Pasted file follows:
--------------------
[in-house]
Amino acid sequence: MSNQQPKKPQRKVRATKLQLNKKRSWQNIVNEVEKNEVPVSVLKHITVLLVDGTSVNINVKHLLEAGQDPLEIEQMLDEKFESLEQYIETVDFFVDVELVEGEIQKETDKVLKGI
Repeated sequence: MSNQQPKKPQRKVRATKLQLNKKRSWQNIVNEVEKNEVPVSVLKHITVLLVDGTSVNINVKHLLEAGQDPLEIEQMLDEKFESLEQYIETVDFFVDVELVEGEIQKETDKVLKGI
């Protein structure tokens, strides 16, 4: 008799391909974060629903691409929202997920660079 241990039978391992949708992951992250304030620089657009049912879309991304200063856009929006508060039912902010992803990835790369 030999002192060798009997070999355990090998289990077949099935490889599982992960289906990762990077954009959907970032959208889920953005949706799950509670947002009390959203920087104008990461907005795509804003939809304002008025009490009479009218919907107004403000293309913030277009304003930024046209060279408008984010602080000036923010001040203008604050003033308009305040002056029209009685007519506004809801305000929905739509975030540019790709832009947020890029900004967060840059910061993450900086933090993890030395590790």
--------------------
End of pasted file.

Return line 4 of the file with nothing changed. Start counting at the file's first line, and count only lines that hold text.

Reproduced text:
């Protein structure tokens, strides 16, 4: 008799391909974060629903691409929202997920660079 241990039978391992949708992951992250304030620089657009049912879309991304200063856009929006508060039912902010992803990835790369 030999002192060798009997070999355990090998289990077949099935490889599982992960289906990762990077954009959907970032959208889920953005949706799950509670947002009390959203920087104008990461907005795509804003939809304002008025009490009479009218919907107004403000293309913030277009304003930024046209060279408008984010602080000036923010001040203008604050003033308009305040002056029209009685007519506004809801305000929905739509975030540019790709832009947020890029900004967060840059910061993450900086933090993890030395590790």